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Christopher Wray will lead the FBI. He has a tough road ahead.

Russian President Vladimir Putin listens to Defence Minister Sergei Shoigu as they attend the Navy Day parade in St. Petersburg, Russia, July 30, 2017. Picture taken July 30, 2017.
Alexander Zemlianichenko | Reuters
Russian President Vladimir Putin listens to Defence Minister Sergei Shoigu as they attend the Navy Day parade in St. Petersburg, Russia, July 30, 2017. Picture taken July 30, 2017.

Christopher Wray has just been confirmed as the next FBI director in a 92-5 Senate vote, replacing James Comey and thrusting himself squarely in the middle of the investigation into the Trump campaign's possible collusion with Russia during the 2016 election.

But getting a bitterly divided Senate to confirm him was an easy challenge compared with what comes next. Wray will have to convince government officials — especially FBI employees — and the general public that he will be an independent-minded leader and not a Trump lackey.

He addressed this very issue during his confirmation hearing. "I think the relationship between any FBI director and any president needs to be a professional one, not a social one," Wray said.

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Still, he will face skepticism when he walks into FBI headquarters on his first day. As my Vox colleague Dara Lind explains:

Wray is a former Justice Department official. He ran the criminal division of the Department of Justice under George W. Bush, from 2003 to 2005. That means he has professional experience working with the FBI, though not experience working withinit.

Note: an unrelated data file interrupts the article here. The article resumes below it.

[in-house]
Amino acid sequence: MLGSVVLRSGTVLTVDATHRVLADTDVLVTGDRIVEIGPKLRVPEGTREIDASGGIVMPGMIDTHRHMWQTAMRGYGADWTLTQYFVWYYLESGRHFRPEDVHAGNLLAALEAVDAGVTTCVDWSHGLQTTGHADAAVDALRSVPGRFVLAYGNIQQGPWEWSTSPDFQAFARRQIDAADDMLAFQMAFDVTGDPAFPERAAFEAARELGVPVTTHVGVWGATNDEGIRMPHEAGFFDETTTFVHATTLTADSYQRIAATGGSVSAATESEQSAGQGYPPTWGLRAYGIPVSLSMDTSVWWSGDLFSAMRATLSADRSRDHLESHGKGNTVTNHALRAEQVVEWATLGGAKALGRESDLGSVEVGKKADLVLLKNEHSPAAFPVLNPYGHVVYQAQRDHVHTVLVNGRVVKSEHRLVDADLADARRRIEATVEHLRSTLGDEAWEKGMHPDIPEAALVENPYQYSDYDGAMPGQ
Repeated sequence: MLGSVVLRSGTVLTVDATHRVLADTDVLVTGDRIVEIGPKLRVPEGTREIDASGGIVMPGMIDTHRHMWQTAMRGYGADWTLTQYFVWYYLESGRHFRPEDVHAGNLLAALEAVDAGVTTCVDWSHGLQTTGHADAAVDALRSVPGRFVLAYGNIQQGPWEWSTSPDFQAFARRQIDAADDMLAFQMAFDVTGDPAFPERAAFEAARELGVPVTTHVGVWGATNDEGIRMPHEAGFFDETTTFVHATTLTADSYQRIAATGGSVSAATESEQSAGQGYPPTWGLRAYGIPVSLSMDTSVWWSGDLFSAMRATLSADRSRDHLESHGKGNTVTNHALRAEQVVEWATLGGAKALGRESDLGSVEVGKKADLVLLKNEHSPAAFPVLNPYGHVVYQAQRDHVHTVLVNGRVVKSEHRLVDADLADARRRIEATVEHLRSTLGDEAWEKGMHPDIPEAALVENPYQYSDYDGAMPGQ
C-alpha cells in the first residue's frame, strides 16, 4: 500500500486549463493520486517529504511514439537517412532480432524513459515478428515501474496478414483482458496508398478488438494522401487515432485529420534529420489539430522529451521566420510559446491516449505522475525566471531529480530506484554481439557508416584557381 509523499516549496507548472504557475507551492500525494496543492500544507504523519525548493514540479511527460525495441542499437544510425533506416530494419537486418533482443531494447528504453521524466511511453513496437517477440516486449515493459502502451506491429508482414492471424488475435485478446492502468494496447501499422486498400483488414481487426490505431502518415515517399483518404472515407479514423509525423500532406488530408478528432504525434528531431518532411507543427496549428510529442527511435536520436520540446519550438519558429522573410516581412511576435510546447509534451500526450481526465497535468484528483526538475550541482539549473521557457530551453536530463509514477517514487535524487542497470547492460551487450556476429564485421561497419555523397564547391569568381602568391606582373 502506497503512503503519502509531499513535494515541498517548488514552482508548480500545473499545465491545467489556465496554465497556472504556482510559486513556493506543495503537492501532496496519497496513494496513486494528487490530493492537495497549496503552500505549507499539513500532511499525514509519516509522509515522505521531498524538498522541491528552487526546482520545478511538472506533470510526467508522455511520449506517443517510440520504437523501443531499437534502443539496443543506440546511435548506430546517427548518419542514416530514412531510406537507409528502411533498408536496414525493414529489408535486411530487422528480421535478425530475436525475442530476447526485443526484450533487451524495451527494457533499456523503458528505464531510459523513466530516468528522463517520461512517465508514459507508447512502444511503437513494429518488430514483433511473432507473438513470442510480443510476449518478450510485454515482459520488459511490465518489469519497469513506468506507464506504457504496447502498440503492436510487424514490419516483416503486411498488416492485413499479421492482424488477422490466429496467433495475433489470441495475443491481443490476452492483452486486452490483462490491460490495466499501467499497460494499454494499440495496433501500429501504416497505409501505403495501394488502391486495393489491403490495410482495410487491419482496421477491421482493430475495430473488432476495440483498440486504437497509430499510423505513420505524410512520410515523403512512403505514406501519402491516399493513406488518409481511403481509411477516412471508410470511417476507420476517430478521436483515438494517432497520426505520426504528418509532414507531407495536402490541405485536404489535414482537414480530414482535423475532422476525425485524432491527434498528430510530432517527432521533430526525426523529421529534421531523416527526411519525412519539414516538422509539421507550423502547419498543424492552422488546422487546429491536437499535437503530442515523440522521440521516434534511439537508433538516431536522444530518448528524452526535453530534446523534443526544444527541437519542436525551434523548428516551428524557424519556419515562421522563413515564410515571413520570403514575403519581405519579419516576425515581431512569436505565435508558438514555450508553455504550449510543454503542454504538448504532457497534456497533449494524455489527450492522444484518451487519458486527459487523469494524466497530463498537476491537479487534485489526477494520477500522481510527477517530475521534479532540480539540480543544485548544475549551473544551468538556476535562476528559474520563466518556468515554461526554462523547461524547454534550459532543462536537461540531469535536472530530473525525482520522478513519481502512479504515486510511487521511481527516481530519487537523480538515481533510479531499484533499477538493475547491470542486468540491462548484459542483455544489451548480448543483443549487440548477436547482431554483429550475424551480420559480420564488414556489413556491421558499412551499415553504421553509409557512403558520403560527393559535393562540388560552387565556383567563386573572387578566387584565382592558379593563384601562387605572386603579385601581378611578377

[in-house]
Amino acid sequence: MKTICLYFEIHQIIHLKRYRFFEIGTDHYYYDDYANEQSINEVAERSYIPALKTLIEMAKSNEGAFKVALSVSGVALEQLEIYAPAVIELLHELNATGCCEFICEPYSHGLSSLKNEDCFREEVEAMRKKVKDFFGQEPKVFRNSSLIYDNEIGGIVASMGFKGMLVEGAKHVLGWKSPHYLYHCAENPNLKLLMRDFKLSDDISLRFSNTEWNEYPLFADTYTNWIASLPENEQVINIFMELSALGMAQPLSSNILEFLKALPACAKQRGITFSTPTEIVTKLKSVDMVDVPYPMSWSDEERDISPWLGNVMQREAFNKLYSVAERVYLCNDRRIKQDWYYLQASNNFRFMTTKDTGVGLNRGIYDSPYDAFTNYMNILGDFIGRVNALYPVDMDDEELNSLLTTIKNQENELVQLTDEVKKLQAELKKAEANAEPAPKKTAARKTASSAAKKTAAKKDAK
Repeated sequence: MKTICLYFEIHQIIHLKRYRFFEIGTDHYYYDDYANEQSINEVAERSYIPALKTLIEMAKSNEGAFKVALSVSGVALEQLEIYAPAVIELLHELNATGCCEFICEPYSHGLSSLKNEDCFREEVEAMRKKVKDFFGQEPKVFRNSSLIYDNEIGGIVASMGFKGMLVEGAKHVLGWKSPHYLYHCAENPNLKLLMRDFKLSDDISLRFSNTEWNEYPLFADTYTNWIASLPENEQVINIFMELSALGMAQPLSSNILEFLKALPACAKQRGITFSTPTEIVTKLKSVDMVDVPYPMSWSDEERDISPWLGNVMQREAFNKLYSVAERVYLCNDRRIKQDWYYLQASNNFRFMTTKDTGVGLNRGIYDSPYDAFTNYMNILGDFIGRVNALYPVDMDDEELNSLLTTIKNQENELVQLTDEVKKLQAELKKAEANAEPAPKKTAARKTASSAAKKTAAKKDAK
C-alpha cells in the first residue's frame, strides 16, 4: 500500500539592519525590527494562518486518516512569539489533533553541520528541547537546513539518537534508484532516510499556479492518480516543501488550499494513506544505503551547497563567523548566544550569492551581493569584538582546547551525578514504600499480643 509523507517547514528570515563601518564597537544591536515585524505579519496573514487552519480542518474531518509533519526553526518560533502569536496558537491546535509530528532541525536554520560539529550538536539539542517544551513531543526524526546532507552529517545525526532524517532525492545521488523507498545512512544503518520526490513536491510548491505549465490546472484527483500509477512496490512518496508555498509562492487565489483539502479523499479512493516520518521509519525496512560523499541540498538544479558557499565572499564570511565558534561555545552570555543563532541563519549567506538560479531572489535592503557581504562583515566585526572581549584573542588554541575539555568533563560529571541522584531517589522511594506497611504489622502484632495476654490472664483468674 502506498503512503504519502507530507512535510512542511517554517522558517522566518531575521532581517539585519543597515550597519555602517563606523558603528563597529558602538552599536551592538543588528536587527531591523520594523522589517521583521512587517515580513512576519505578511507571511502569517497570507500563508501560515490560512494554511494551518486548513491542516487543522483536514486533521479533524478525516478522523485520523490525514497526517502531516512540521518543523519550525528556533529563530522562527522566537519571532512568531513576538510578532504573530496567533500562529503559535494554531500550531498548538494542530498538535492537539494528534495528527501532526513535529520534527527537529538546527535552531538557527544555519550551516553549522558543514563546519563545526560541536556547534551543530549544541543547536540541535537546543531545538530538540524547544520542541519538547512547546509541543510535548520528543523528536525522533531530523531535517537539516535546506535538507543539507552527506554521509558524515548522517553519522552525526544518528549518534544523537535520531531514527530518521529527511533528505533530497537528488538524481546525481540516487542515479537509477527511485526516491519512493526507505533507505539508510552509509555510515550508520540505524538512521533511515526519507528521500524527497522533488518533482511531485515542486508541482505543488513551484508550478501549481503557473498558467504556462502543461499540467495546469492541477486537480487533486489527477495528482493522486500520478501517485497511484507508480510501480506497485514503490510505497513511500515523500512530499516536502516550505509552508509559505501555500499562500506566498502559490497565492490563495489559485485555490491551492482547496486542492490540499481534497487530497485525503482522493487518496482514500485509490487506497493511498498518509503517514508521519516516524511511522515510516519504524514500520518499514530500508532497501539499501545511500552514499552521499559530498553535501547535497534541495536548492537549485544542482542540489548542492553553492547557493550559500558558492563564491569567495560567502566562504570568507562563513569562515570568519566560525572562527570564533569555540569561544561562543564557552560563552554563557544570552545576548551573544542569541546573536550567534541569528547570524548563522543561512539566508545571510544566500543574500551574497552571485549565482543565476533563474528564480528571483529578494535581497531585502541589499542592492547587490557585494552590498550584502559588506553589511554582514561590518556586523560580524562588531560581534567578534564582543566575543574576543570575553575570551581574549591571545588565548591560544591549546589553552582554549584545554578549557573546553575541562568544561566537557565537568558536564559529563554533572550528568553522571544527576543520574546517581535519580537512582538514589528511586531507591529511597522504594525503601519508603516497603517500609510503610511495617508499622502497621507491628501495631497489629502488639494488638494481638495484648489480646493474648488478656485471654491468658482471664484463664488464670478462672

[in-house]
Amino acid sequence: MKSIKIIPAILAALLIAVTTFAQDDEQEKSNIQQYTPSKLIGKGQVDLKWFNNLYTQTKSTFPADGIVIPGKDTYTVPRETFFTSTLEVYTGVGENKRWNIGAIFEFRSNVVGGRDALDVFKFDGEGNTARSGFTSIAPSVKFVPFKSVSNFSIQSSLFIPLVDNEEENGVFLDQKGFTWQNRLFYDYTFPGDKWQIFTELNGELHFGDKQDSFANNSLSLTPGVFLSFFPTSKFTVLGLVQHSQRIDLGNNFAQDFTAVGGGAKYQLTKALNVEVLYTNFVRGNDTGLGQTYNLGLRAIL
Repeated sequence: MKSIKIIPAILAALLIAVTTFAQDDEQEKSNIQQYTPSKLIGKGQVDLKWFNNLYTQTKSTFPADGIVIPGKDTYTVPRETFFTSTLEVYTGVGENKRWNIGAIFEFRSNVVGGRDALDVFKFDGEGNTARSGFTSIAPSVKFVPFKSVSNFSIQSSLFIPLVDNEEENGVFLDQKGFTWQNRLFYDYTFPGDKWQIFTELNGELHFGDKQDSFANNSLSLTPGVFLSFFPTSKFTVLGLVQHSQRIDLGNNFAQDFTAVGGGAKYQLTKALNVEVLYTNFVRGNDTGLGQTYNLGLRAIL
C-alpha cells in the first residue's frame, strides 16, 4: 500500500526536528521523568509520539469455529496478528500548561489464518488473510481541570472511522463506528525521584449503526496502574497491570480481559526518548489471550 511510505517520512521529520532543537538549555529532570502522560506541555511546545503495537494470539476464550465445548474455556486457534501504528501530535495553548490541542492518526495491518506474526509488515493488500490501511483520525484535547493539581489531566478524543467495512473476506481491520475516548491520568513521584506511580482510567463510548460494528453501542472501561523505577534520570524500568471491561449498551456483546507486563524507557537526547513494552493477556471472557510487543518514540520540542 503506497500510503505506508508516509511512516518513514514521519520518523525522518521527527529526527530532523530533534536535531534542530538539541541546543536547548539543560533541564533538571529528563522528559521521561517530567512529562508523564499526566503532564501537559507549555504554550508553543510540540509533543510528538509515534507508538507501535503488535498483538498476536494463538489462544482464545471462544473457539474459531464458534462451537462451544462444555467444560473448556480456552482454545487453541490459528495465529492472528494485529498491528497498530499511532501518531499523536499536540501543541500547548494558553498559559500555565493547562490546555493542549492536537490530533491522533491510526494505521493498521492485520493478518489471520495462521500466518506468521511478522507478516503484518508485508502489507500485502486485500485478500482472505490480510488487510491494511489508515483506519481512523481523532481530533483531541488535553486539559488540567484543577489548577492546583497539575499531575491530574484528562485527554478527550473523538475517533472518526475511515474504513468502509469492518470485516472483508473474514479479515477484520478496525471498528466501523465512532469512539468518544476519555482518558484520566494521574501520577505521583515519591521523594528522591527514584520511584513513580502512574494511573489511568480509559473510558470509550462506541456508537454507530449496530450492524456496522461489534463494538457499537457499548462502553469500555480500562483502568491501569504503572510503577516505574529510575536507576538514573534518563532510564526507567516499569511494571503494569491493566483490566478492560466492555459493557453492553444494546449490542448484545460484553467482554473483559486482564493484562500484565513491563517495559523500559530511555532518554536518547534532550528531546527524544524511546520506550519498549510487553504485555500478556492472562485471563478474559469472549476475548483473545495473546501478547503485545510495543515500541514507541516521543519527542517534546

FBI agents might see that as a crucial difference.

They value their independence, which they feel is under attack from the White House. And they have reason not to trust that the Trump administration (and Trump family) is doing everything it can to help with the investigation.

So Wray has his work cut out for him: not only proving himself to his new colleagues, but also overseeing the Russia investigation, which reaches all the way to the White House's power center. Yesterday, for example, the Washington Post reported that Trump dictated his son Donald Trump Jr.'s misleading response about the meeting he and other campaign officials had with a Kremlin-tied lawyer during the election.

It remains to be seen if Wray will be able to do the job — and for how long an anxious president will allow him to do it. One thing is for sure: Wray won't want to meet the same fate Comey did.

Wray seems to disagree with Trump on a lot

One noteworthy thing about Wray is that he appears to disagree with many of the president's views.

First — and most critically — he doesn't believe special counsel Robert Mueller is on a witch hunt as he leads the Russia probe. "I do not consider Director Mueller to be on a witch hunt," he told Sen. Lindsey Graham (R-SC).

Wray also believes Russia acted in an adversarial manner toward the United States when it tried to influence the 2016 election. And he believes he and the president should not meet one on one unless there is an important national security matter to discuss. Finally, he's not of the opinion that Comey is a "nut job," as Trump described him back in May.

Throughout his hearing, Wray made a point to show that he is not Trump's guy — just his pick. He even noted he would leave his post if he felt he were being asked to do something unethical by the president. "I would try to talk him out of it," Wray said, if that kind of inquiry came in to him. "And if that failed, I would resign."

But for now, Wray has the job. Many will be interested to see what he does with it — especially the president.